I’ve been thinking a lot recently about listening to my inner guidance and trying to hear the messages out there for me. I’ve been through quite a few emotional challenges this month, both of the inspired and heartbreaking kind, and both requiring deep reflection.
It made me think of my long-lost guidance system when I was a little girl: my Nanny.
My Nanny (mom’s mother) was my whole world. She was sharp as a tack, an ambitious woman ahead of her times, a world traveler, and a loving inspiration. I would spend hours upstairs listening to her stories about how life used to be, and all of her adventures, and I would just be in awe of her. A cup of tea and a good story—I could always count on Nanny to brighten any day and help solve a problem I was having.
For 18 years, I knew how lucky I was to have such a strong, healthy grandmother in my life, as my other grandparents passed or became ill, and friends around me were left without any. I took for granted that she would always be there—but never imagined that she could be still here with us, but not really “here.”
The day she was diagnosed with Alzheimer’s, I was absolutely devastated.
I mean, the signs were there—she would forget where she put her laundry or throw her spoons in the garbage instead of the sink, or neglect to pay bills—something she was always on top of. This brilliant, intelligent woman was slowly losing her mind, and soon, her faculties.
Since she lived with us, I had to watch her disintegration day by day. It was horrifying and heart-breaking. There was even one day where she had gotten dressed and left the house to catch the bus to go to work—luckily, we found her before she boarded that bus. She was so confused; she had no idea that her reality was not the same as ours. And as the short years passed, and the disease took over quickly, she soon spoke less, forgot our names, and struggled to recognize our faces.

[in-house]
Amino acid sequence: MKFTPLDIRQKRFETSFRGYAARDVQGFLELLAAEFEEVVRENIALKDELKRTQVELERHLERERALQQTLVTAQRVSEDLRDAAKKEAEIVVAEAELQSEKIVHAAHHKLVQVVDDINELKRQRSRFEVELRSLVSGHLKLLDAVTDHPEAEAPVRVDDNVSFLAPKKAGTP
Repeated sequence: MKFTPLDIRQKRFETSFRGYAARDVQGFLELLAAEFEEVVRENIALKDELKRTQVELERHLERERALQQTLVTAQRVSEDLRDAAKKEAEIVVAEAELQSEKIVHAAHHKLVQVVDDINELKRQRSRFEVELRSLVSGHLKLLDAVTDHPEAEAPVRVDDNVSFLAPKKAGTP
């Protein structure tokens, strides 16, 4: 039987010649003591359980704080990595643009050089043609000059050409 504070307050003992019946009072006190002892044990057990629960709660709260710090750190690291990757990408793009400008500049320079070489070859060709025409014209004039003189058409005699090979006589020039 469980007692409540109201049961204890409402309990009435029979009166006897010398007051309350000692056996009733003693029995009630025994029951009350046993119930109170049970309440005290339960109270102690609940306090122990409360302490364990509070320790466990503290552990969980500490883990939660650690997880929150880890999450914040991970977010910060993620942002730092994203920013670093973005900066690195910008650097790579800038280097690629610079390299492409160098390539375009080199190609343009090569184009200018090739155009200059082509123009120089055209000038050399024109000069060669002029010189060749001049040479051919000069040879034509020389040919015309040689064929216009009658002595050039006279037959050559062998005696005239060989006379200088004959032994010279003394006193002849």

Eventually, her body was just a shell of the woman she used to be.
There was little indication she knew any of us when we would go to visit her in the nursing home we inevitably had to place her in for her own safety. So much was going on in my life, and with no more cups of tea and sage advice, I felt so lost.
Except this one day. I had gone by myself, something I rarely did, to talk to her about a big decision I had to make. My heart was against it, but I felt obligated for family reasons to choose a different path. I told her, thinking that it was lost on her comprehension, but knowing all I needed was her to listen. But what happened next took me by surprise.
After I told her my story, she grabbed my hand, looked me straight in the eye, and with such eloquent clarity, said, “Don’t do it, baby. Please.” Her message was so clear. She was speaking to me, her granddaughter.
In that moment, she knew me. She knew my problem, and she was giving me advice.
Advice I did not take at the time. Reflecting back, I know I should have listened, as she was right. I should have chosen a different path, though everything happens for a reason, and the outcome was meant to be part of a bigger picture.
But I will never forget how in my time of need, she fought through a debilitating mental disease and found the clarity to give me the wisdom I needed, as only she could give. Alzheimer’s was not going to stand in the way of her helping her granddaughter, and for a single moment, I treasured being with my Nanny as she was throughout my whole life. It reminded me that no matter what, she would always be there for me.
And now that she has passed, whenever I am faced with a problematic choice, I close my eyes and listen for her “Don’t do it, baby” or I find her wisdom in a cup of tea encouraging me to be brave; that que sera, sera; this too shall pass.
And this time when I hear her, I listen.